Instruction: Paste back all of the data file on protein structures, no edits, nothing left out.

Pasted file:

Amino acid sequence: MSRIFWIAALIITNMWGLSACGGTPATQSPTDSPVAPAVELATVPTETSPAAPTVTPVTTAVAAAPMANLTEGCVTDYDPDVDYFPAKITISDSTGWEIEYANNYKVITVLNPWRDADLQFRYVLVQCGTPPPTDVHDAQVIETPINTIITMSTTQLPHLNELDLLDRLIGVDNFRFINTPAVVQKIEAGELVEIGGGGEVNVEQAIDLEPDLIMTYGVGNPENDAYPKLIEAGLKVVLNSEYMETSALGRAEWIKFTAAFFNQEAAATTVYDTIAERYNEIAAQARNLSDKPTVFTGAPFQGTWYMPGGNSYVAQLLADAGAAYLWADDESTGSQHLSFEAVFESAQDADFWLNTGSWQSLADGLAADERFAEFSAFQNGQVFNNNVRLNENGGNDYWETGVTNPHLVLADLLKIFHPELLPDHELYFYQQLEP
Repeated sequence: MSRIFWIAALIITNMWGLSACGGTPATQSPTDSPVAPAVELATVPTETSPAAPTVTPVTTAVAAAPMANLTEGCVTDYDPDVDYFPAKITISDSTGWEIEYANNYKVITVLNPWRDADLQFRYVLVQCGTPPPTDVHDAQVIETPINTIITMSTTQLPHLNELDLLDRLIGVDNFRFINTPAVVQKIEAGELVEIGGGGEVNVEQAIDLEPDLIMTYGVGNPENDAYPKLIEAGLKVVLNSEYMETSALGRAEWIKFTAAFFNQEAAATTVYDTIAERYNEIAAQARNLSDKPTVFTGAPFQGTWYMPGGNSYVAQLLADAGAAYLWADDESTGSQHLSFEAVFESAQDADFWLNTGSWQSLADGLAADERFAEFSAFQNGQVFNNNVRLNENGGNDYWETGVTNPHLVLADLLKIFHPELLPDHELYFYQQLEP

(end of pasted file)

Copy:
Amino acid sequence: MSRIFWIAALIITNMWGLSACGGTPATQSPTDSPVAPAVELATVPTETSPAAPTVTPVTTAVAAAPMANLTEGCVTDYDPDVDYFPAKITISDSTGWEIEYANNYKVITVLNPWRDADLQFRYVLVQCGTPPPTDVHDAQVIETPINTIITMSTTQLPHLNELDLLDRLIGVDNFRFINTPAVVQKIEAGELVEIGGGGEVNVEQAIDLEPDLIMTYGVGNPENDAYPKLIEAGLKVVLNSEYMETSALGRAEWIKFTAAFFNQEAAATTVYDTIAERYNEIAAQARNLSDKPTVFTGAPFQGTWYMPGGNSYVAQLLADAGAAYLWADDESTGSQHLSFEAVFESAQDADFWLNTGSWQSLADGLAADERFAEFSAFQNGQVFNNNVRLNENGGNDYWETGVTNPHLVLADLLKIFHPELLPDHELYFYQQLEP
Repeated sequence: MSRIFWIAALIITNMWGLSACGGTPATQSPTDSPVAPAVELATVPTETSPAAPTVTPVTTAVAAAPMANLTEGCVTDYDPDVDYFPAKITISDSTGWEIEYANNYKVITVLNPWRDADLQFRYVLVQCGTPPPTDVHDAQVIETPINTIITMSTTQLPHLNELDLLDRLIGVDNFRFINTPAVVQKIEAGELVEIGGGGEVNVEQAIDLEPDLIMTYGVGNPENDAYPKLIEAGLKVVLNSEYMETSALGRAEWIKFTAAFFNQEAAATTVYDTIAERYNEIAAQARNLSDKPTVFTGAPFQGTWYMPGGNSYVAQLLADAGAAYLWADDESTGSQHLSFEAVFESAQDADFWLNTGSWQSLADGLAADERFAEFSAFQNGQVFNNNVRLNENGGNDYWETGVTNPHLVLADLLKIFHPELLPDHELYFYQQLEP